Elarasys continues to find a niche

NOTE: This first appeared in the April 1 issue of the Daily Herald Business Ledger

More than a decade ago, Elarasys Inc. found its niche amid a bad economy and the dot-com bust, reselling and leasing IT equipment obtained from the closed dot-com companies at a large savings to its customers.
Fast forward to today, and Elgin-based Elarasys Worldwide — as it is now known — again finds itself in a changing IT world, where a recession has forced businesses to tighten their IT budgets. But the company is finding a new niche for itself, branching out from its core business of leasing refurbished IT hardware and components into providing IT products and services for what CEO Steve McCarthy calls “all ranges of the life cycle.”
Elarasys still sells refurbished equipment from IBM, Cisco, Sun Microsystems, Hewlett-Packard and Dell, among others. But it has expanded into selling new equipment through a subsidiary company, IThardwareplus. In addition, the company offers post-warranty system maintenance services and a unique asset disposal service that goes beyond simple recycling.
The company’s current evolution was a result in the foresight of McCarthy and Elarasys President Tom Hansen. They purchased the company in 2008 and soon noticed that the leasing industry was declining as a result of several factors, including the slipping prices of new equipment closing the savings gap between new and refurbished.
“We have to be flexible. The business Steve and I bought in ‘08 relied 80 percent on equipment coming in from leasing companies. That’s not happening anymore,” Hansen said.
By providing products and services from sales through disposal, Elarasys’ niche helps businesses get the most value out of their equipment.
“We now can help customers make the right choice whether they’re buying it, choosing to maintain it or choosing to get rid of it,” McCarthy said. “We’re helping them to make smart choices in the ownership process.”
The uniqueness of Elarasys’ services is in the disposal of old equipment. Hansen said the company will take away old equipment, break it down to its components, then determine if the parts can be sold as refurbished or sold to a certified electronics recycler. The proceeds then are split 50/50 between Elarasys and the customer.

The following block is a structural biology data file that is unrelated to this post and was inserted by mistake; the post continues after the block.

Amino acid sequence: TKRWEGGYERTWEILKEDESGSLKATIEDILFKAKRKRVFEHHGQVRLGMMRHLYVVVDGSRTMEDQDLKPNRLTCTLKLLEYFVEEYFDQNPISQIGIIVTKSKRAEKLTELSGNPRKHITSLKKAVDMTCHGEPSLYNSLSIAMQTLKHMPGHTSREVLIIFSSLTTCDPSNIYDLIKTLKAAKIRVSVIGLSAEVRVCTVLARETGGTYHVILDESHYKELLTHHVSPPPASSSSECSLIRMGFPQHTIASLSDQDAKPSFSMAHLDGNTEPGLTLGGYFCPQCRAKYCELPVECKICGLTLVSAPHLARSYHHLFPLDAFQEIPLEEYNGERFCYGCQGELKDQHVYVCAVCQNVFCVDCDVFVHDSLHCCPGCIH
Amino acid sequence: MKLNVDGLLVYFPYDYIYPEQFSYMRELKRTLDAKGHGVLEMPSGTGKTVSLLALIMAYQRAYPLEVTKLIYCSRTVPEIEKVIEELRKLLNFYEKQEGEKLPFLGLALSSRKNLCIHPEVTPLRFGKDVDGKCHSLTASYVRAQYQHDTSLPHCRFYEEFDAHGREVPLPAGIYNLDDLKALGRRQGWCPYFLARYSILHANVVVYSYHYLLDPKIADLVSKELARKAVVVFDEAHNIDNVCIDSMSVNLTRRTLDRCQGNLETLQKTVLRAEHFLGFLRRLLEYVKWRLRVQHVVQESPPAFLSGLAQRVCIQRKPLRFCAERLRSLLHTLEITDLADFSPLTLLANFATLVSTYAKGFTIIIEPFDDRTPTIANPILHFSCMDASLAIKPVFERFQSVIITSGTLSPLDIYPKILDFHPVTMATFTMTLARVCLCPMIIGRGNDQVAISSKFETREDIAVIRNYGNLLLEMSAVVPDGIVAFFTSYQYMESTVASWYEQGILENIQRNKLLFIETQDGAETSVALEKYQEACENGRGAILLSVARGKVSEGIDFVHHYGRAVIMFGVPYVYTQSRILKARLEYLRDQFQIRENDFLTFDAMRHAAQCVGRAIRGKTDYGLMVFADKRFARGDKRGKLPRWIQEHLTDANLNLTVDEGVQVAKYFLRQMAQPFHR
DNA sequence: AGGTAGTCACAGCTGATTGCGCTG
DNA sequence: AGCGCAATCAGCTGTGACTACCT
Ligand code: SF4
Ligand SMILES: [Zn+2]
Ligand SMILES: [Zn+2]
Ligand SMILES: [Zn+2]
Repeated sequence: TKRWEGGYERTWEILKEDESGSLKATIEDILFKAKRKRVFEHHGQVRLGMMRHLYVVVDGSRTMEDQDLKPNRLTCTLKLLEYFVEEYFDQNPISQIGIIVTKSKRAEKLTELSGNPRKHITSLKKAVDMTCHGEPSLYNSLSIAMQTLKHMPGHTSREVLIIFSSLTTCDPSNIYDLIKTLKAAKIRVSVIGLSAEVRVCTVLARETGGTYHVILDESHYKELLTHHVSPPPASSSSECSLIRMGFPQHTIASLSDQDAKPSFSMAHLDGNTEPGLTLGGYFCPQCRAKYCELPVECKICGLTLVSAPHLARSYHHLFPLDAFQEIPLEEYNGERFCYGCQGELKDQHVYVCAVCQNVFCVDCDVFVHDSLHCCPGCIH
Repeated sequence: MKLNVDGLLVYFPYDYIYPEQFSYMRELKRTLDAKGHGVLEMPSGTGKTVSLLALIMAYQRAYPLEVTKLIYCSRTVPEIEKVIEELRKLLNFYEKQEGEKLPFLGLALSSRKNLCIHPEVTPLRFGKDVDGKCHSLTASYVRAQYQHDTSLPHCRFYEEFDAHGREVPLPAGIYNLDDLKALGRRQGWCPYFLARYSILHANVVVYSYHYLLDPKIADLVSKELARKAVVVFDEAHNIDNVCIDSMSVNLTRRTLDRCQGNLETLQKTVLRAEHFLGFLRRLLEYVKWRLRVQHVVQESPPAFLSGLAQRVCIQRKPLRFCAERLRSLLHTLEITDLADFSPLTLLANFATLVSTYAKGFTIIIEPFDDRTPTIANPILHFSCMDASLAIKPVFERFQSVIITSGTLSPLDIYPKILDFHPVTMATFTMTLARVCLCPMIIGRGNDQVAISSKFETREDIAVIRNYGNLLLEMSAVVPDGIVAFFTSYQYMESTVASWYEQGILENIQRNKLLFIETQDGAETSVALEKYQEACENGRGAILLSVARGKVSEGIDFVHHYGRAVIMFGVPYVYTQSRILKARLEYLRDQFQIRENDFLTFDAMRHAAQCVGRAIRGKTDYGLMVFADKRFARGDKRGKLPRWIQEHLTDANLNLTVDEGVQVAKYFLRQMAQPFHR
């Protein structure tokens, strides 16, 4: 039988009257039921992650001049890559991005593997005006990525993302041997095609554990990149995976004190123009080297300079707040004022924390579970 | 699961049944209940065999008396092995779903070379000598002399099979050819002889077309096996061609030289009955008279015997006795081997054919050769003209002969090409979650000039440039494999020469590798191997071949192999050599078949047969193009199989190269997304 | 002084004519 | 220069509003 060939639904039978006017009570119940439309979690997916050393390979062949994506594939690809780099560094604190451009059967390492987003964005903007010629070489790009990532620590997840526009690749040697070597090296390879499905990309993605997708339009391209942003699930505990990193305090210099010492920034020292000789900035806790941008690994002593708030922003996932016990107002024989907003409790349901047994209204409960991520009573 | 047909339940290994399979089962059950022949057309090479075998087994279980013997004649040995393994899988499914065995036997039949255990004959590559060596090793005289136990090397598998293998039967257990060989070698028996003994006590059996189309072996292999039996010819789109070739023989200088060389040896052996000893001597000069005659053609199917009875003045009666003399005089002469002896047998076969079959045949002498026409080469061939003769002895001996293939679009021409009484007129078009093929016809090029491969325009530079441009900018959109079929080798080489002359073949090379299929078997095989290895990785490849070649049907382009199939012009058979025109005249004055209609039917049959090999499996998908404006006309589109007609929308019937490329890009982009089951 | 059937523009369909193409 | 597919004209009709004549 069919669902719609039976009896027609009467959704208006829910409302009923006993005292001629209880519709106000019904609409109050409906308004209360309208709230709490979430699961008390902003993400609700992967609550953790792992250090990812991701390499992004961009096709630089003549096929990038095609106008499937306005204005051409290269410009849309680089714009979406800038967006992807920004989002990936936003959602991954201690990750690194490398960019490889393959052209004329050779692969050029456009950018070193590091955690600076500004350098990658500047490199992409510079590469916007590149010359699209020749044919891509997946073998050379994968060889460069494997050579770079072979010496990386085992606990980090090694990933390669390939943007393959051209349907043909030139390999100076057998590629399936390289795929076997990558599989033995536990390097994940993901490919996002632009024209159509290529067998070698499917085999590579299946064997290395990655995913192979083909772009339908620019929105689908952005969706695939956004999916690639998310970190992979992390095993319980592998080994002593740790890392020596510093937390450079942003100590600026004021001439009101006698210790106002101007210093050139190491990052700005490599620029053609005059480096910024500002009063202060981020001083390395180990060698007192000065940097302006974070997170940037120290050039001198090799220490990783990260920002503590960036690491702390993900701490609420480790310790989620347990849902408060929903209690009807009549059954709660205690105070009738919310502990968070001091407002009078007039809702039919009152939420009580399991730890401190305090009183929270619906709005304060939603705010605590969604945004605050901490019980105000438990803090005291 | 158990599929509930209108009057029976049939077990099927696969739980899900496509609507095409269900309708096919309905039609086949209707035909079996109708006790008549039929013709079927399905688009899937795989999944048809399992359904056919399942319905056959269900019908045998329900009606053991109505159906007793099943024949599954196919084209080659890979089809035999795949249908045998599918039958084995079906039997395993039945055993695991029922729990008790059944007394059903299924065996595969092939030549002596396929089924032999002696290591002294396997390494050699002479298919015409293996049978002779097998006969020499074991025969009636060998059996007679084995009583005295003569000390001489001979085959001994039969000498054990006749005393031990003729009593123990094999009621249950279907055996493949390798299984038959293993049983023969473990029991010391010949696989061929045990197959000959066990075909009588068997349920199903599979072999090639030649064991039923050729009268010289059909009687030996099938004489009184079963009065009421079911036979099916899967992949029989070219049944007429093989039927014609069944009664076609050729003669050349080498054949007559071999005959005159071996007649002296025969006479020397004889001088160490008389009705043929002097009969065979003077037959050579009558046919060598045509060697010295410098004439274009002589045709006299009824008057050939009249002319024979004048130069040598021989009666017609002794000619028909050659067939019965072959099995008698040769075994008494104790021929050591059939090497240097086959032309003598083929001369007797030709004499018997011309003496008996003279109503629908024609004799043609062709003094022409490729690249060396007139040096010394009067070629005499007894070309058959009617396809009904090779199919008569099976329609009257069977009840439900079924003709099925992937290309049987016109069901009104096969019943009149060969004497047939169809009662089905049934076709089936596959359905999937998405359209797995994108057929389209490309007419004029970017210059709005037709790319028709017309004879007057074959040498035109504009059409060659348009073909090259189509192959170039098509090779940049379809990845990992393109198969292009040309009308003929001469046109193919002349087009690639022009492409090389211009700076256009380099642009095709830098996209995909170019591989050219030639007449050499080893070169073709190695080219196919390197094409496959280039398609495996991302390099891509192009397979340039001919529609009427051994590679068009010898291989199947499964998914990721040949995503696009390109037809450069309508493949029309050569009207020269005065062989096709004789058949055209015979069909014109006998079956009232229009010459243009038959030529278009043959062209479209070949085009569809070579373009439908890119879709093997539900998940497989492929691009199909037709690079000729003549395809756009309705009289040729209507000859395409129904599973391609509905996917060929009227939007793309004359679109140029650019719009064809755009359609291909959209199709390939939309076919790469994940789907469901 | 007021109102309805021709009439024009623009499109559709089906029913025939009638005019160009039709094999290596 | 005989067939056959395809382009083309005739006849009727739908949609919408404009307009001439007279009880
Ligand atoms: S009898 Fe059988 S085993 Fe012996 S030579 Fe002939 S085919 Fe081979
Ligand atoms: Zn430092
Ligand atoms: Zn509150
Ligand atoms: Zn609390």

“We want to maximize value,” Hansen said. “We want (customers) to get more from it than had we just said ‘here’s 10 cents on the dollar.’”
Hansen notes that many companies don’t realize the value of old equipment when they upgrade IT systems. It often sits in the corner of a room while the company’s IT professionals are focused on making the new system work properly, he said, and they don’t realize they could get some of their investment back from the old equipment.
“They tend to forget that there is an asset that could be valuable to someone else,” he said. “Unfortunately, too many companies don’t know that asset disposition companies like ours are out there.”
Hansen also notes they work only with EPA R2-certified electronics recyclers to assure no potentially hazardous materials end up in landfills or are shipped to other countries. Elarasys also wipes all data off the hard drives and memories using software certified by the U.S. Department of Defense.
All parts destined to be sold as refurbished go through a thorough testing process by staff members who specialize in specific manufacturers. All are certified by the companies they specialize in.
“They are responsible for knowing the products and knowing the pricing of the markets,” Hansen said. “We are very fair and try to re-market (products) at the maximum value we can.”
One big issue in the refurbished market is counterfeit components, but Hansen said Elarasys’ techs are especially aware of what to look for and, if they discover counterfeit parts, they are quarantined so they do not go back out into the market.
“We watch it like a hawk,” he said. “We are very diligent on assuring that everything that comes in the door gets tested and, if not authentic, is quarantined.”
While the price of new equipment has dropped over the years, McCarthy and Hansen note there could still be value in buying refurbished equipment as a way to get more out of a company’s tight budget. And, he stresses, buying refurbished does not mean you’re buying someone else’s problems.
“We want to totally diffuse any thought that used computer are like used cars,” Hansen said. “In reality, it’s more that somebody’s just outgrown it and they decided to take on something new.”
Elarasys’ evolution has proved successful as McCarthy and Hansen foresee the trend in refurbished components, post-warranty maintenance and asset disposition continue. But hey note they’ll likely be ready for any changes down the road.
“We are a solid organization because we have watched and adjusted accordingly, and we will continue to do so,” Hansen said.

 

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